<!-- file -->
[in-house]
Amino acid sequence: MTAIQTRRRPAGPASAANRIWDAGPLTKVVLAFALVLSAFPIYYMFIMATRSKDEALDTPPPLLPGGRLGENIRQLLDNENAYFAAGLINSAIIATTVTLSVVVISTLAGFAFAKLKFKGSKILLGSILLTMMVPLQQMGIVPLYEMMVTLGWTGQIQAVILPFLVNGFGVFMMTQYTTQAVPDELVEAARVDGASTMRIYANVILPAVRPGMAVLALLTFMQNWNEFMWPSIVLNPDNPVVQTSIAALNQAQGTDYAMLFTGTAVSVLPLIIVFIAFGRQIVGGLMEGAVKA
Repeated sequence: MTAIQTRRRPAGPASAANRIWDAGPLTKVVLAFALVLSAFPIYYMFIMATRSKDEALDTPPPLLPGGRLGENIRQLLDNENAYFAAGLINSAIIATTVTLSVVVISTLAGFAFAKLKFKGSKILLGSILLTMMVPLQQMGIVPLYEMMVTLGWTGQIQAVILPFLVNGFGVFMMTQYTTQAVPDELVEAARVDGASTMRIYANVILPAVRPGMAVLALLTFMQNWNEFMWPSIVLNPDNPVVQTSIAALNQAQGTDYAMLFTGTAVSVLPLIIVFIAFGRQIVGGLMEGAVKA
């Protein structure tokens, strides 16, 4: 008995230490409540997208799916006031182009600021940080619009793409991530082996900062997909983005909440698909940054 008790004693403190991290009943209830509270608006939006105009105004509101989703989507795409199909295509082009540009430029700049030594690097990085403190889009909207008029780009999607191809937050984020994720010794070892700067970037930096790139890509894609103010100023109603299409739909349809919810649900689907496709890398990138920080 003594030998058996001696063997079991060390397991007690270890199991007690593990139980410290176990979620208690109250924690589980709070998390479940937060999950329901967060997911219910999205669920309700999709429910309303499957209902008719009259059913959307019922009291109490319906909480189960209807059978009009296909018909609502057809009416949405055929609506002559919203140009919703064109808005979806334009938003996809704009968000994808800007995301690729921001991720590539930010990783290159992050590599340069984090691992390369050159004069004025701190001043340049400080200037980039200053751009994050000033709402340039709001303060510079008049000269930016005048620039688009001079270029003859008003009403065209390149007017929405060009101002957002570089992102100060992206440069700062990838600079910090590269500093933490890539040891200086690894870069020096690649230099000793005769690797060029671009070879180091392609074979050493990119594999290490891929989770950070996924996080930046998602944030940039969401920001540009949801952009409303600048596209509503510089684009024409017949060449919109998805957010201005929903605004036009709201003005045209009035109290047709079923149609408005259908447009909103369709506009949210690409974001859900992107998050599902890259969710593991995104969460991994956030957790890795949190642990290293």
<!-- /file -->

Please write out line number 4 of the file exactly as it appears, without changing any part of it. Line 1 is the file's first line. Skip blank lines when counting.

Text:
């Protein structure tokens, strides 16, 4: 008995230490409540997208799916006031182009600021940080619009793409991530082996900062997909983005909440698909940054 008790004693403190991290009943209830509270608006939006105009105004509101989703989507795409199909295509082009540009430029700049030594690097990085403190889009909207008029780009999607191809937050984020994720010794070892700067970037930096790139890509894609103010100023109603299409739909349809919810649900689907496709890398990138920080 003594030998058996001696063997079991060390397991007690270890199991007690593990139980410290176990979620208690109250924690589980709070998390479940937060999950329901967060997911219910999205669920309700999709429910309303499957209902008719009259059913959307019922009291109490319906909480189960209807059978009009296909018909609502057809009416949405055929609506002559919203140009919703064109808005979806334009938003996809704009968000994808800007995301690729921001991720590539930010990783290159992050590599340069984090691992390369050159004069004025701190001043340049400080200037980039200053751009994050000033709402340039709001303060510079008049000269930016005048620039688009001079270029003859008003009403065209390149007017929405060009101002957002570089992102100060992206440069700062990838600079910090590269500093933490890539040891200086690894870069020096690649230099000793005769690797060029671009070879180091392609074979050493990119594999290490891929989770950070996924996080930046998602944030940039969401920001540009949801952009409303600048596209509503510089684009024409017949060449919109998805957010201005929903605004036009709201003005045209009035109290047709079923149609408005259908447009909103369709506009949210690409974001859900992107998050599902890259969710593991995104969460991994956030957790890795949190642990290293």